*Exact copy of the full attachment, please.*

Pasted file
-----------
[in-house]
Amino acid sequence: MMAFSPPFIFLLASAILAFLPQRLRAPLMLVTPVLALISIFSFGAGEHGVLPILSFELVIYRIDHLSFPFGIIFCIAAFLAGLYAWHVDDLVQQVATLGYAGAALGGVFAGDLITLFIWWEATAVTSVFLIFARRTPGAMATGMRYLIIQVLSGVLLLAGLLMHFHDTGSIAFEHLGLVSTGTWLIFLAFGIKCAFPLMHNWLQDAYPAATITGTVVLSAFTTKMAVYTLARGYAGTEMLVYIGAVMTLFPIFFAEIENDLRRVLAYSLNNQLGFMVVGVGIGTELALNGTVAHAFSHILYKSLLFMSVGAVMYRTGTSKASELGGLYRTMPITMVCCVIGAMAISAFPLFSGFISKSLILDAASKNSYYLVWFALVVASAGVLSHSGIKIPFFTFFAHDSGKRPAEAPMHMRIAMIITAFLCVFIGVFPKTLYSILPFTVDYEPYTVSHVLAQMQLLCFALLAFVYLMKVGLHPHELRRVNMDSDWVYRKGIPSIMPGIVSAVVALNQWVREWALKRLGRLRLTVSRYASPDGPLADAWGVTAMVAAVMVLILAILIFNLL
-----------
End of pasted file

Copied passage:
[in-house]
Amino acid sequence: MMAFSPPFIFLLASAILAFLPQRLRAPLMLVTPVLALISIFSFGAGEHGVLPILSFELVIYRIDHLSFPFGIIFCIAAFLAGLYAWHVDDLVQQVATLGYAGAALGGVFAGDLITLFIWWEATAVTSVFLIFARRTPGAMATGMRYLIIQVLSGVLLLAGLLMHFHDTGSIAFEHLGLVSTGTWLIFLAFGIKCAFPLMHNWLQDAYPAATITGTVVLSAFTTKMAVYTLARGYAGTEMLVYIGAVMTLFPIFFAEIENDLRRVLAYSLNNQLGFMVVGVGIGTELALNGTVAHAFSHILYKSLLFMSVGAVMYRTGTSKASELGGLYRTMPITMVCCVIGAMAISAFPLFSGFISKSLILDAASKNSYYLVWFALVVASAGVLSHSGIKIPFFTFFAHDSGKRPAEAPMHMRIAMIITAFLCVFIGVFPKTLYSILPFTVDYEPYTVSHVLAQMQLLCFALLAFVYLMKVGLHPHELRRVNMDSDWVYRKGIPSIMPGIVSAVVALNQWVREWALKRLGRLRLTVSRYASPDGPLADAWGVTAMVAAVMVLILAILIFNLL